Arguably, the greatest football game in Ivy League history took place on November 23, 1968. Quite rightly, filmmaker Kevin Rafferty doesn’t think he needs to make that case too pointedly. Instead, he recounts the gridiron clash in an admirably spare movie containing interviews with players from both sides, intercut with excerpts from the telecast of the game held on a chilly autumn day in Cambridge, Massachusetts forty years ago. Harvard Beats Yale 29-29 combines the thrill of a riveting sports yarn with rich data about America’s well-educated baby-boomers. It’s rewarding even if you’re not a football fanatic, alum, or sociologist researching Ivy Leaguers of the era. Unfortunately, the only place you can catch it is at Manhattan’s Film Forum during the next two-weeks (letter sweaters and pom-poms optional). Given the narrow scope of the documentary’s subject matter—plus the relative football prowess of elite, northeastern universities today—it’s unlikely to attract huge crowds.
Although it gives away the ending, the oxymoronic title—which appeared as a headline in the student newspaper “The Harvard Crimson” —doesn’t spoil the excitement. Both teams were undefeated when they met during the last game of ‘68 season, but Yale was heavily favored and ranked 16th in the country. That, and the fact the underdog Harvard squad overcame a huge deficit, is why the outcome can be considered a win. In lieu of a blow-by-blow recap we see a truly amazing comeback, engineered by Harvard’s nervous second-string quarterback and aided by numerous turnovers and penalties committed by the overconfident Yalies.
Rafferty deftly alternates between snippets of his conversations with fifty athletes and sequences from the game as it unfolded, usually one or two crucial plays at a time, accompanied by straightforward descriptions from broadcaster Don Gills. Each player (no coaches, administrators, other students, spectators, or sports reporters are heard from) is identified on-screen by their name, position and either “Harvard” in crimson lettering or “Yale” in blue. They offer vivid recollections of the game itself, discuss their fellow players, and in many cases, reflect on the turbulent atmosphere on campus and in society-at-large, particularly regarding the Vietnam War. They are filmed sitting against non-descript backgrounds and there is no narration.
Actor Tommy Lee Jones, a Harvard guard, is the highest profile participant and tells a funny story about his roommate, Al Gore. We also hear from George W. Bush’s Yale roommate. Yale’s star quarterback Brian Dowling was the “B.D.” in his classmate Gary Trudeau’s cartoon strip that chronicled the team’s exploits and eventually became Doonesbury. Calvin Hill broke Yale’s all-time scoring record during the game and went on to a stellar NFL career with the Dallas Cowboys, but he isn’t interviewed. One key Yale player talks about the girl he was dating at the time, and we see a photo of them together—a Vassar undergrad named Meryl Streep.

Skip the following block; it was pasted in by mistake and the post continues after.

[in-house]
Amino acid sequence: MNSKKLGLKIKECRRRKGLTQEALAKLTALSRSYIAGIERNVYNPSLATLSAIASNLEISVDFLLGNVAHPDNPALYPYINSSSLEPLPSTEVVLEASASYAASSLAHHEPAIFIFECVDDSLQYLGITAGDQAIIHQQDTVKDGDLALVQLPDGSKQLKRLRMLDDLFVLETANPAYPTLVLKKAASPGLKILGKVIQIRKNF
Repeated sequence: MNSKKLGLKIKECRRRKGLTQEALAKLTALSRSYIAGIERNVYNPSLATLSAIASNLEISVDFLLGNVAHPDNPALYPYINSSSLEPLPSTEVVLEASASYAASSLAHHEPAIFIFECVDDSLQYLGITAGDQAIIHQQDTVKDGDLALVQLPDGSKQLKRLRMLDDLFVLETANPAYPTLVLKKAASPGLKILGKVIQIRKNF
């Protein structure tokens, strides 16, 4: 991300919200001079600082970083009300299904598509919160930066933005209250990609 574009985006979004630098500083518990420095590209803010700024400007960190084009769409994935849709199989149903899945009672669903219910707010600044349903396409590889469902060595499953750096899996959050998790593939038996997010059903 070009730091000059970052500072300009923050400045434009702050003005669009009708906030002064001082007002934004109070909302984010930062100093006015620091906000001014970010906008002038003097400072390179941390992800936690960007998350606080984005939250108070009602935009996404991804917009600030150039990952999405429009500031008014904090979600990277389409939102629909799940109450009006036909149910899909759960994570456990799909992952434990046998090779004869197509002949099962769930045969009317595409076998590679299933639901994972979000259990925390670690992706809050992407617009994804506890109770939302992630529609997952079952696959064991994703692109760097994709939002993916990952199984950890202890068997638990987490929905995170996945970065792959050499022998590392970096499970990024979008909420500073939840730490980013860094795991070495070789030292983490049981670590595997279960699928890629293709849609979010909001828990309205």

There are a few eccentric characters; yet by-and-large they seem like a bunch of normal—if well spoken, well-heeled and intelligent—late-middle-aged guys. All are philosophical about the game now, without discounting its importance. Another common denominator in how they appear and sound is that they project a sense of comfort in their own skins. By the end, you feel like you’ve gotten to know them a little bit; and matching the talking head with the player on the field is an enjoyable part of the experience.
The “victorious” draw Harvard achieved was a team effort, but Harvard Beats Yale 29-29 is strictly an individual achievement. In addition to directing, producing and traveling throughout the country to conduct the interviews, Rafferty operated the camera, recorded the sound and did a fantastic job editing the footage. According to the press notes, he attended Harvard and was in the stands during the game, but he never betrays any allegiance to his alma mater or any animosity toward the university’s archrivals—perhaps because his father and grandfather both played football for Yale.
That latter piece of biographical information underscores the Ivy League’s reputation for being populated by a small circle of elites. The picture of legacy-filled homogeneity is only partly countered by Rafferty’s efforts to stress that many of the players actually came from working-class backgrounds. It figures given the sport (did the school’s fencing teams have as much socio-economic diversity?), but it’s not enough to dispel the impression we’re getting to see what the view is like from the ivory tower. Yale wasn’t even co-ed in 1968.
Nevertheless, as many of the players describe, football was an oasis for them—an escape from the serious divisions that existed off the field. That seems to have applied across the board, whether the young men landed at Yale or Harvard thanks to connections or merit. Indeed, real world considerations didn’t intrude that day. Despite being a stunning blow for Yale, players from both sides talk about how it seemed as if something supernatural, otherworldly or spiritual was happening during the final minutes of the game. Back-up QB Frank Champi, Harvard’s leader, gets the last word and describes the result as a “win-win for everybody.” Yalies might not agree, but I’m convinced.
Distributor: Film Forum
Director/Producer: Kevin Rafferty
Running time: 105 min.
Release date: November 19 NY